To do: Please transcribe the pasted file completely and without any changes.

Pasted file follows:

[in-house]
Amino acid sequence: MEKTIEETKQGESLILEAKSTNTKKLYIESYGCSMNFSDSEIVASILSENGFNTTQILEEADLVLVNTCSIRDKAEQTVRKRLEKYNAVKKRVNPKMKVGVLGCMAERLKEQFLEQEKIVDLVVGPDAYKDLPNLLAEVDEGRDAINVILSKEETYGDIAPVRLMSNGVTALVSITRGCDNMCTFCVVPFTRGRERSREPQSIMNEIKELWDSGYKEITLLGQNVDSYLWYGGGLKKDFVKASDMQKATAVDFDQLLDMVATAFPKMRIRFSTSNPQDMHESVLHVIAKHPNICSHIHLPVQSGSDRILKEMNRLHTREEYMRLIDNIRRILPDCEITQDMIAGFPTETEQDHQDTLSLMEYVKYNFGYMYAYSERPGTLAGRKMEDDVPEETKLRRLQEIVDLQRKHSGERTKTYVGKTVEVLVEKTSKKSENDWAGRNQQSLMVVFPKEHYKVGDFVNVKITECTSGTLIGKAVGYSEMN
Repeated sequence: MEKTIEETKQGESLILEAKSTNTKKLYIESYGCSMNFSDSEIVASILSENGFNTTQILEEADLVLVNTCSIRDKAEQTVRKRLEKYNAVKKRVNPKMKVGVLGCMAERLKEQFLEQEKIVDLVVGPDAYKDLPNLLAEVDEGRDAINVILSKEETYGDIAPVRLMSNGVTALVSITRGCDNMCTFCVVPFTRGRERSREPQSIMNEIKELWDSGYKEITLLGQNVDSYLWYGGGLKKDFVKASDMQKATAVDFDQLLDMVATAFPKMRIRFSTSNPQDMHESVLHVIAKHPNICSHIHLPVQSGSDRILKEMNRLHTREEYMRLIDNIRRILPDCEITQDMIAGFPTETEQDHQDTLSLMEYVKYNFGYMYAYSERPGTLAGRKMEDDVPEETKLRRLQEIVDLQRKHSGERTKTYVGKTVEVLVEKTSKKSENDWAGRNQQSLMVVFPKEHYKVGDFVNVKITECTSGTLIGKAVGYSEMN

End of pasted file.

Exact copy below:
[in-house]
Amino acid sequence: MEKTIEETKQGESLILEAKSTNTKKLYIESYGCSMNFSDSEIVASILSENGFNTTQILEEADLVLVNTCSIRDKAEQTVRKRLEKYNAVKKRVNPKMKVGVLGCMAERLKEQFLEQEKIVDLVVGPDAYKDLPNLLAEVDEGRDAINVILSKEETYGDIAPVRLMSNGVTALVSITRGCDNMCTFCVVPFTRGRERSREPQSIMNEIKELWDSGYKEITLLGQNVDSYLWYGGGLKKDFVKASDMQKATAVDFDQLLDMVATAFPKMRIRFSTSNPQDMHESVLHVIAKHPNICSHIHLPVQSGSDRILKEMNRLHTREEYMRLIDNIRRILPDCEITQDMIAGFPTETEQDHQDTLSLMEYVKYNFGYMYAYSERPGTLAGRKMEDDVPEETKLRRLQEIVDLQRKHSGERTKTYVGKTVEVLVEKTSKKSENDWAGRNQQSLMVVFPKEHYKVGDFVNVKITECTSGTLIGKAVGYSEMN
Repeated sequence: MEKTIEETKQGESLILEAKSTNTKKLYIESYGCSMNFSDSEIVASILSENGFNTTQILEEADLVLVNTCSIRDKAEQTVRKRLEKYNAVKKRVNPKMKVGVLGCMAERLKEQFLEQEKIVDLVVGPDAYKDLPNLLAEVDEGRDAINVILSKEETYGDIAPVRLMSNGVTALVSITRGCDNMCTFCVVPFTRGRERSREPQSIMNEIKELWDSGYKEITLLGQNVDSYLWYGGGLKKDFVKASDMQKATAVDFDQLLDMVATAFPKMRIRFSTSNPQDMHESVLHVIAKHPNICSHIHLPVQSGSDRILKEMNRLHTREEYMRLIDNIRRILPDCEITQDMIAGFPTETEQDHQDTLSLMEYVKYNFGYMYAYSERPGTLAGRKMEDDVPEETKLRRLQEIVDLQRKHSGERTKTYVGKTVEVLVEKTSKKSENDWAGRNQQSLMVVFPKEHYKVGDFVNVKITECTSGTLIGKAVGYSEMN